This Week in History: AAPI Heritage Month in the Garden State


May is now upon us, meaning that Asian American and Pacific Islander Heritage Month is officially underway. May is an exciting opportunity to commemorate the contributions of Asian American and Pacific Islander individuals and recognize how these cultures have helped to shape the world we know and love today. As May is all about celebrating the AAPI community, let’s look back at how these celebrations came to pass.

Efforts to establish Asian American and Pacific Islander Heritage Month first began in the 1970s, when a push to commemorate the contributions of the AAPI community was at the center of a national conversation. In 1977, New York Representative Frank Horton proposed May 1st through May 10th as Asian/Pacific American Heritage Week. Senator Daniel Inouye of Hawaii also introduced a similar proposal that year. Regretfully, however, these proposals were not passed. Representative Horton would then re-introduce the proposal in 1979, at which point he was finally successfully establishing the week of celebration. President Jimmy Carter officially signed this resolution into law, and from that point forward, every president from 1980 to 1990 issued annual proclamations celebrating the week.

May was selected for AAPI Heritage celebrations as the month signifies the anniversary of two hugely significant events in our nation’s history. May 7th, 1843, marks the anniversary of the first Japanese immigrants who came to the United States. Then, just a couple of decades later, on May 10th, 1869, the first Golden Spike Day was celebrated. Golden Spike Day commemorates the completion of the first transcontinental railroad in the United States, mainly achieved partly due to the labor and persistence of Chinese workers. During the construction of the railroad, Chinese laborers encountered several difficulties, including strenuous working conditions, inequitable labor practices, and long hours. To honor this legacy, as well as the gift of all immigrants who made their way to America’s shores, May appeared to be the perfect month to honor their memory.

Congressional Proclamation establishing the first Asian/Pacific Islander Heritage Week, 1979

In 1990, Congress decided to expand to a month-long celebration, and in 1992, President Bush officially declared the month of May as Asian/Pacific Islander Heritage Month. The observance was later renamed AAPI Heritage Month in 2009. Although one month cannot possibly encapsulate all the contributions of the AAPI community, the celebration does present an excellent chance to uplift advancements made by the AAPI community in the arts, governance, science, academics, and more. As a state abundant with diverse cultures, it is no surprise that this month brings about much to celebrate right here in the Garden State.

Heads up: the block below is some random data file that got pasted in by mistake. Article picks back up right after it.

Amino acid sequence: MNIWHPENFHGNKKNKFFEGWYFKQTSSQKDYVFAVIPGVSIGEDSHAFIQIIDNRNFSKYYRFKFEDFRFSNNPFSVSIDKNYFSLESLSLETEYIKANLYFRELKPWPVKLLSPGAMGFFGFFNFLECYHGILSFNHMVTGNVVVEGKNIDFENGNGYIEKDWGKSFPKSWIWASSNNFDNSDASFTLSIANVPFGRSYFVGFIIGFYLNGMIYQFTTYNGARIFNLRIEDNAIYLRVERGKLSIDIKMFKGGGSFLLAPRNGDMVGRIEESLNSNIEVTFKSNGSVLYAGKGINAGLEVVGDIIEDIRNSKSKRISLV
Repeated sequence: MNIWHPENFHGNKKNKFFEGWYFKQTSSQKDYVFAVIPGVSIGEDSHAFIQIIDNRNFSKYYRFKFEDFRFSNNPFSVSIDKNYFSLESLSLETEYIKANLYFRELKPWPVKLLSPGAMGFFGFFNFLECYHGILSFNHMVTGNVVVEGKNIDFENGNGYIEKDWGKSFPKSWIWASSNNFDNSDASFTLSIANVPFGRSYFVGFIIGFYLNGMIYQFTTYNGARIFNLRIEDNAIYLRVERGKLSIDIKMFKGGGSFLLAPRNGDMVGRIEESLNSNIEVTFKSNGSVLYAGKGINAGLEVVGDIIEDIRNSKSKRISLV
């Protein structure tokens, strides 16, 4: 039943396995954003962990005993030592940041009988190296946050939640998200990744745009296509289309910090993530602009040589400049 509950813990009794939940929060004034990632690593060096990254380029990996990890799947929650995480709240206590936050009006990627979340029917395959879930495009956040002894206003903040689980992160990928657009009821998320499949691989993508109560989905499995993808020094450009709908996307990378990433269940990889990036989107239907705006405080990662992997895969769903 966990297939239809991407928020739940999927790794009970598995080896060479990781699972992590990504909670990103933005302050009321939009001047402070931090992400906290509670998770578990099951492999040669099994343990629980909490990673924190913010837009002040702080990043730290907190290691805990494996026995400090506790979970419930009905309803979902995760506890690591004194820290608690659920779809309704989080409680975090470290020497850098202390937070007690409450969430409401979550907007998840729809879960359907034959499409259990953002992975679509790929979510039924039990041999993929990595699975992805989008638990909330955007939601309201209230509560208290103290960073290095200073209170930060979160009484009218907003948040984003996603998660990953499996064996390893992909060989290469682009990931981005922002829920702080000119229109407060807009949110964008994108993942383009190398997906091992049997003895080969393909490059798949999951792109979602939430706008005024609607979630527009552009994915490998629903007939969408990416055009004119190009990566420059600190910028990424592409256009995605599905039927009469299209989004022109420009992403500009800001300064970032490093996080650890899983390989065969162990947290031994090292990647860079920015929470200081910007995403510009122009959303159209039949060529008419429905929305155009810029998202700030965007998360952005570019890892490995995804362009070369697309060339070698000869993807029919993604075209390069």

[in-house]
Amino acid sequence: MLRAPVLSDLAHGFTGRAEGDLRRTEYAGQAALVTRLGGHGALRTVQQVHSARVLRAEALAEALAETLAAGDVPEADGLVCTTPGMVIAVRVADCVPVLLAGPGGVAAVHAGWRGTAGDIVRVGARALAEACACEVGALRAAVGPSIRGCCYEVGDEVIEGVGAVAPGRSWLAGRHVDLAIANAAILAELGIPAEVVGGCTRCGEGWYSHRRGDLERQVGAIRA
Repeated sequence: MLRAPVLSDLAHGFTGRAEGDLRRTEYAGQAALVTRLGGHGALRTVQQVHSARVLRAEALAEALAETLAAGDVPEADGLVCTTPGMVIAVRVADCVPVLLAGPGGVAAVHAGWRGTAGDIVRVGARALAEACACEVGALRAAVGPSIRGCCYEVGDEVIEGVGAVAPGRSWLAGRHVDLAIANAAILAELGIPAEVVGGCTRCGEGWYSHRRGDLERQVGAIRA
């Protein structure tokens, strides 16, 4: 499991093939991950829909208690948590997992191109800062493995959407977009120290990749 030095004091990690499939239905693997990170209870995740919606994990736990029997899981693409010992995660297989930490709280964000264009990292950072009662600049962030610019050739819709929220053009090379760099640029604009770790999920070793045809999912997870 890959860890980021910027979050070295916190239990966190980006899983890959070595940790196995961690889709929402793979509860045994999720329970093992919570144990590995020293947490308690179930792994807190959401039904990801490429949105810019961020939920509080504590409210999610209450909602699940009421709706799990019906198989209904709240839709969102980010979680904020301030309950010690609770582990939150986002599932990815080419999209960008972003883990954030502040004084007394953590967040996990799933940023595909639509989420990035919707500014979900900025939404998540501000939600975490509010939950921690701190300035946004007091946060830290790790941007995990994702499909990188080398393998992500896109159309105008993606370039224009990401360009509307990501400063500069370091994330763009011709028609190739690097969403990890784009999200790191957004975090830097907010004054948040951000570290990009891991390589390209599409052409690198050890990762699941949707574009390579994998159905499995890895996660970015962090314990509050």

As the state’s fastest-growing population, the AAPI community has had and continues to profoundly impact our state’s development. New Jersey is home to the third-largest percentage of AAPI individuals in the United States. Tragically, in recent years, members of the AAPI community have had to endure an alarming uptick in incidents of bias and hate. Understanding the lived experiences of our neighbors, coworkers, and friends from the AAPI community is integral in cultivating cultural appreciation. By purposefully developing an understanding of the history and perspectives of the abundance of AAPI cultures, we are better equipped to forge a society where all are valued and appreciated. This is why New Jersey has taken the historic step to increase representation in NJ’s public school curriculum meaningfully.

In January 2022, Governor Phil Murphy signed legislation mandating the increase of Asian American and Pacific Islander history into kindergarten through 12th-grade curriculums. Per Governor Phil Murphy, “The members of our Asian American/Pacific Islander community have contributed so much to our state and nation. By teaching students about the history and heritage of our AAPI community, we can ensure that the diversity of our state is reflected in our curriculum and create a more tolerant and knowledgeable future for New Jersey. I am proud to sign these bills into law.” New Jersey is among the first states to make these mandates, with this bill serving as an inspiration to other states nationwide.

Representation matters, and we can only enjoy a genuinely equal society when everyone’s voice is heard. Correcting historical injustices and teaching the history of AAPI individuals is only the beginning. Still, these initiatives meanly shape a future in which all New Jerseyans are seen, heard, and appreciated. Although May only comes once a year, may we continue to learn from and reaffirm our commitment to the AAPI community all year round.